Fly Away Home

When I sat on that eight-hour plane ride home from Italy back to America last December, wedged in between a 300-pound man and some guy designing Nike sneakers on his laptop, I took a deep breath and I did the unthinkable– I finally added up my expenses from my semester.

Luckily, I took note of every dollar and euro I spent in my handy notebook, which most inconveniently, took quite a while to get all in my calculator. Watching those numbers add up, and up, and up, feeling my brow chilling, and finally seeing that final number, I realized… I didn’t really spend all that much.

I was pretty proud of myself, looking back from that moment, patting myself on the back for refusing to buy the beautiful clothes, some of the more expensive meals, the extra glass of wine. Actually, the only things I really did bring home were bottles of wine and olive oil for basically everyone that I know… and one Italian leather bag, that I bought for myself. I came to regret this sole purchase as time went on and I realized that all I spent the remainder of my money at home on were uglier clothes and sushi.

Unfortunately, my beautiful leather bag soon broke, its strap coming unhinged from the bag itself. I tried stuffing the strap back in myself, gluing it, and many other temporary solutions that would mostly last a grand total of five minutes. So today, on this rainy, miserable day, I brought it to Johnny’s Shoe Repair, a dilapidated hole-in-the-whole semi-apartment I found on the Internet.

I was pretty surprised to walk in and see not even what you could call a shop, but more of just Johnny himself, a squat old man with glasses, holding up one shoe amongst the thousands that were hanging from the ceiling, sitting on the floor, sitting on the desks, all intermingled with one another. I handed him my bag and explained what happened to it and went through my long list of ways I had tried to fix it, in which he just looked it at me like a disappointed father, telling me that if he fixed it, it really wouldn’t look as good as before.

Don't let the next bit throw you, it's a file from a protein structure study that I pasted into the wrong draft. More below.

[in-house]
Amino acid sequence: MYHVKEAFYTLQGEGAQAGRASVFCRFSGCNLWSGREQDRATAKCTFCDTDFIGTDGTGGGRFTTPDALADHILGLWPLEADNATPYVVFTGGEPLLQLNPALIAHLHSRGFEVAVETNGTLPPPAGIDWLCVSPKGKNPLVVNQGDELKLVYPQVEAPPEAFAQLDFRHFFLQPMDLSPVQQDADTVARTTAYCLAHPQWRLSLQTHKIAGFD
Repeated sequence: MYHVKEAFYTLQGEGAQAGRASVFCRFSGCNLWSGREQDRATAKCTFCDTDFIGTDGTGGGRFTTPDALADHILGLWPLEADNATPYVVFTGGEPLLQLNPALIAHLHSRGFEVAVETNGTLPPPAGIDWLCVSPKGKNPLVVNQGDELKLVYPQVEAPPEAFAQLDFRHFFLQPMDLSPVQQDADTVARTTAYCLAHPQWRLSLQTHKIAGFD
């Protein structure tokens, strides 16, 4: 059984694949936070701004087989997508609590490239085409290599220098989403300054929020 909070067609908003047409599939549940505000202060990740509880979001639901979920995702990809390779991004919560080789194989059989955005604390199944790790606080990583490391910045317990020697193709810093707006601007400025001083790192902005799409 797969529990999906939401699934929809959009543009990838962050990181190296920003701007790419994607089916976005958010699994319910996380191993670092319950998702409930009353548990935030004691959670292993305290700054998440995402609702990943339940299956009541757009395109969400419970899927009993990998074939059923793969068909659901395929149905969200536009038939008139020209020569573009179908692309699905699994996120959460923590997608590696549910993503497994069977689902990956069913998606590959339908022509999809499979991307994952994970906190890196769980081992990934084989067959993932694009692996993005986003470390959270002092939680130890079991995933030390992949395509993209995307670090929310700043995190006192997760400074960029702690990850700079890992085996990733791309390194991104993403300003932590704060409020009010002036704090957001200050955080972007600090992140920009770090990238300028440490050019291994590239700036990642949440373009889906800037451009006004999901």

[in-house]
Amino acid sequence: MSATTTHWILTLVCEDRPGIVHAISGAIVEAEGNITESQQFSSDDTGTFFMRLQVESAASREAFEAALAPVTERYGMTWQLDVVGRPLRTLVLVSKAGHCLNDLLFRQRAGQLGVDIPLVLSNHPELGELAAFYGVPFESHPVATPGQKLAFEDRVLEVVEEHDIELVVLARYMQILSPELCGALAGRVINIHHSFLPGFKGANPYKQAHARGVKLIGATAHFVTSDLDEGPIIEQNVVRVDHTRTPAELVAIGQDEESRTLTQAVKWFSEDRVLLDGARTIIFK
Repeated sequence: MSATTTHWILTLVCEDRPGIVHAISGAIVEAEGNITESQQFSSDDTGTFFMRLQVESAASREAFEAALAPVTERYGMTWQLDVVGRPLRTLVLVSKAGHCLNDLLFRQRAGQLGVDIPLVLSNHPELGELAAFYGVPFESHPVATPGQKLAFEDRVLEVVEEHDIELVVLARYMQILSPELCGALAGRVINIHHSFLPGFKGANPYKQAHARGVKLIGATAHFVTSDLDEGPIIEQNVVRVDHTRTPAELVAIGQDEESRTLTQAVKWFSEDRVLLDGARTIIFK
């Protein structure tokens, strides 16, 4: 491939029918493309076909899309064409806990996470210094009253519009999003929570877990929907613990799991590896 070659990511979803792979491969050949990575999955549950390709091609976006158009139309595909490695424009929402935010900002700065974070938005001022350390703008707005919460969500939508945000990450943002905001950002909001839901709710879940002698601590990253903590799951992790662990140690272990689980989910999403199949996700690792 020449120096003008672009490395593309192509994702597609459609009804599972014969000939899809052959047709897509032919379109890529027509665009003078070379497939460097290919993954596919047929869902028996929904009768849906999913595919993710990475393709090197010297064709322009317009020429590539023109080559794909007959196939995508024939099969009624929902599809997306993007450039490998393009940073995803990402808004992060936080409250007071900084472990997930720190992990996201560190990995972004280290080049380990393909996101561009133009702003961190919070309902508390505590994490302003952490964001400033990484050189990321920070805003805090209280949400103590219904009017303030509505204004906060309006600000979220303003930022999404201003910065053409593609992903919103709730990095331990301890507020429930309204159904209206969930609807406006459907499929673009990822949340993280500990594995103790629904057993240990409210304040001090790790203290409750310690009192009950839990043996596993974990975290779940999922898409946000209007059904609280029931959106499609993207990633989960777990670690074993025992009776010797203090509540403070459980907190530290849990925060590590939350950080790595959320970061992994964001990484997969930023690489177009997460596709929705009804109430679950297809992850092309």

“Look man, I really don’t even care if the button doesn’t look the same or the strap doesn’t move or any of that stuff. See, I studied abroad in Italy, and all I brought back for myself was this bag–”

Apparently, that was the game changer. All of a sudden, Johnny understood. He asked me why the hell I ever left Italy, because it was the most beautiful country in the world. He told me about he and his wife were born and raised in Calabria, and a lot of his family still lived there, and would always live there. I told him I was Sicilian, and he pulled me in and smiled when he whispered, all of his wrinkles crunched, “We’re neighbors.”

At that point, Johnny told me to come back in two days for my bag. He didn’t need my number, he didn’t even need my name. He said it would cost three dollars, and it would be beautiful again. Because that’s what neighbors do, no matter how far from home they happen to be.

La mia casa è la tua casa.
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